Republican lawmakers brave enough to go home and face constituents in their districts got rewarded with huge turnouts — and some raucous crowds. Angry constituents packed venues to capacity. They shouted, cheered, brought signs. They even dressed up.
President Donald Trump claimed that the protests were “planned out” by liberal activists, and while groups such as Indivisible are helping to rally people to attend these meetings, the crowds who turned out asked serious questions about the Affordable Care Act, immigration, and whether anyone in Congress was going to investigate Trump. Here are some highlights from Wednesday night:
A crowd of about 2,000 filled the high-school auditorium in Springdale, Arkansas, for Senator Tom Cotton’s town hall. Cotton, an immigration hard-liner, got an earful from the crowd, who chanted “Do your job” and “Tax return.”
Questions about the Affordable Care Act headlined the event. One woman, a 25-year-old constituent, challenged Tom Cotton on whether coverage for preexisting conditions would be available under a new health-care law.
Cotton tried to deflect the question, but the woman — who said she relied on Obamacare for coverage, as she suffered from a rare disorder — refused to let the senator off the hook:
Cotton improved a bit in an exchange with another attendee, Mary Story, who drew large cheers when she stood up and announced that she was not a paid protester. “I don’t care if anybody here is paid or not. You’re all Arkansans,” Cotton said. “Thank you for everyone coming out.”
Immigration, Trump’s taxes, and the border wall also came up. A 7-year-old protested PBS cuts. The barrage of questions forced Cotton to extend the town hall about a half-hour.
Louisiana senator Bill Cassidy inadvertently warmed up the crowd by showing up late to his town hall meeting at a library in Metairie, outside of New Orleans.
It took a little more than 20 minutes, but Cassidy finally showed up. Protesters, unable to fit inside, marched as he began his presentation, which stayed contentious throughout.
Cassidy had hosted a town hall Tuesday, but it focused on recovery from Baton Rouge’s devastating floods this summer. Here, the Affordable Care Act dominated, with one man getting ejected for trying to shout over the senator.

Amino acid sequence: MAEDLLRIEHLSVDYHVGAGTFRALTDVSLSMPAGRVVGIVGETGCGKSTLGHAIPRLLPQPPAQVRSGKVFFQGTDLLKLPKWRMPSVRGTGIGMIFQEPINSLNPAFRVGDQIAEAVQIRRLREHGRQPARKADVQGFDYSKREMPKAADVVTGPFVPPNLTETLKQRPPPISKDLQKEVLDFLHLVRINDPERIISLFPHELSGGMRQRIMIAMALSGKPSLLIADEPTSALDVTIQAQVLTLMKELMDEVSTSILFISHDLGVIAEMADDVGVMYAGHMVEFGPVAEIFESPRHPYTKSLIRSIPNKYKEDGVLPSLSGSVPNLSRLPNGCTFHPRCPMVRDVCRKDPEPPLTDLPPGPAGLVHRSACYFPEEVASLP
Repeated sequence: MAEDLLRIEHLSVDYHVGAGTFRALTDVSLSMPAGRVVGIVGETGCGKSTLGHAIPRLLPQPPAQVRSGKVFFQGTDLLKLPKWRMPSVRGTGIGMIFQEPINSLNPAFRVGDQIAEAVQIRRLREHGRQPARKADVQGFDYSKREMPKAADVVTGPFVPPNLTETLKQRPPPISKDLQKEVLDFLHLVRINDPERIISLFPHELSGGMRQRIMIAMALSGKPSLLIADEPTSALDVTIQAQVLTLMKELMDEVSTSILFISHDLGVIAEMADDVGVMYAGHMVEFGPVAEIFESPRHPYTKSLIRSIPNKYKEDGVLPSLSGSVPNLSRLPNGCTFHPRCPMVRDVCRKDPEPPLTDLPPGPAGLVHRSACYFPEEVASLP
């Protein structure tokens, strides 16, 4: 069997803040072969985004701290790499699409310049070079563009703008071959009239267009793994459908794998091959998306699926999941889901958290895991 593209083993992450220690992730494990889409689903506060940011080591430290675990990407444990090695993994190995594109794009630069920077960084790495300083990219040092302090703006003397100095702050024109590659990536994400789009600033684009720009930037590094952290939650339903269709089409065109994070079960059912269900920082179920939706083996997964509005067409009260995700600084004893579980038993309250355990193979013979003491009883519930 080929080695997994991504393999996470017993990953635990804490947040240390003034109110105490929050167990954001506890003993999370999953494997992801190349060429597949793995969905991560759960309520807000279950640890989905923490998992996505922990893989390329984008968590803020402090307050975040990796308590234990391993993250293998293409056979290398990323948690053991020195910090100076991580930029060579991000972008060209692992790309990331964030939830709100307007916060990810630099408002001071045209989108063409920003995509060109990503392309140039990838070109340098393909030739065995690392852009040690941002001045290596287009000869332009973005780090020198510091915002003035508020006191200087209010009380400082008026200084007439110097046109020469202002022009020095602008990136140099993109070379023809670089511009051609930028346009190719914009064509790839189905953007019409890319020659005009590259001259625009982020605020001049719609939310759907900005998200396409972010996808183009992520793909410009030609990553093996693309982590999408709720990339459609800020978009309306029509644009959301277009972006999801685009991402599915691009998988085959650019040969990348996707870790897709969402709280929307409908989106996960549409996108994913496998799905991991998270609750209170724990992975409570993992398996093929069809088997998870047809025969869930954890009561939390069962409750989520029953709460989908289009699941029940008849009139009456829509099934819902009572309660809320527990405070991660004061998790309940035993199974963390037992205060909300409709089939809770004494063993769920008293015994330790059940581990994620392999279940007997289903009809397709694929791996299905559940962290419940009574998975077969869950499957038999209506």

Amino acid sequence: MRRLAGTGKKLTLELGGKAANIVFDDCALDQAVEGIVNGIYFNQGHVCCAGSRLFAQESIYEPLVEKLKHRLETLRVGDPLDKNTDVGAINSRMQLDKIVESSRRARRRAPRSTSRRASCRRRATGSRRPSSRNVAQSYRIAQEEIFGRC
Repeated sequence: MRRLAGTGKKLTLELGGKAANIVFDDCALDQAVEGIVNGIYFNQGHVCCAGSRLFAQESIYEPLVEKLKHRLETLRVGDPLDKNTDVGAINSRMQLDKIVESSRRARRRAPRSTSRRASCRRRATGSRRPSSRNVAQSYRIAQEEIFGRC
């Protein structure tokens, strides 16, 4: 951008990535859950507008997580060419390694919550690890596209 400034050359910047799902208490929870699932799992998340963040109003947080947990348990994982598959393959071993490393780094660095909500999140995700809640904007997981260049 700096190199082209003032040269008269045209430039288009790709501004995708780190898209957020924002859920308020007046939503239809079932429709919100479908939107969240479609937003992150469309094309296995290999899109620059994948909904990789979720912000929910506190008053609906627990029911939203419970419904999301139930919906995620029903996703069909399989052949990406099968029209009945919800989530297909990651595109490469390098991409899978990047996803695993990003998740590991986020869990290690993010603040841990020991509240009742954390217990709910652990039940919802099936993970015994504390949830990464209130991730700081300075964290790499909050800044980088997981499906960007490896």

Cassidy hosted another town hall Thursday, which appeared to be a bit calmer than last’s night forum.
Nearly 1,000 lined up for Republican representative Tom Emmer’s town hall in Sartell, Minnesota — but only 150 fit inside the small venue. It likely beat the attendance record of all of the congressman’s other town halls combined, and even with the largely anti-Trump turnout, was a mostly civil affair. Or as the Star Tribune put it: “Minnesota Nice.” (The congressman’s staff had also warned ahead of time that he would leave if things got too out of hand.)
The most heated exchanges came over the Affordable Care Act, which Emmer lambasted as a “disaster.”
“All the Minnesotans I know, they don’t look at it as being Republican or Democrat,” Emmer said about health-care repeal. “They want to make sure that you survive, that you thrive, just like everybody else.”
“Do your job!” a crowd of about 900 jeered at New Jersey representative Leonard Lance Wednesday night at Raritan Community College in Branchburg. Hundreds more packed an overflow room. Hundreds more protested outside the venue. So did some llamas:
According to the Washington Post, Russia questions dominated this town hall, an issue on which Lance is pretty hawkish. “My views are that Russia is not a friend of the United States, and that Vladimir Putin has been a bad actor on the world stage,” Lance assured the audience.
But Lance skirted the question about Trump’s tax returns, saying he “urges” the president to do so, but didn’t feel Congress should overreach in investigating the returns of a “private individual.” The crowd did not like that one:
Constituents whose congressional reps are conspicuously not holding town hall meetings are planning their own “empty chair” forums, posting missing flyers (or billboards) and, in the case of one California district, pasting a representative’s face on milk cartons: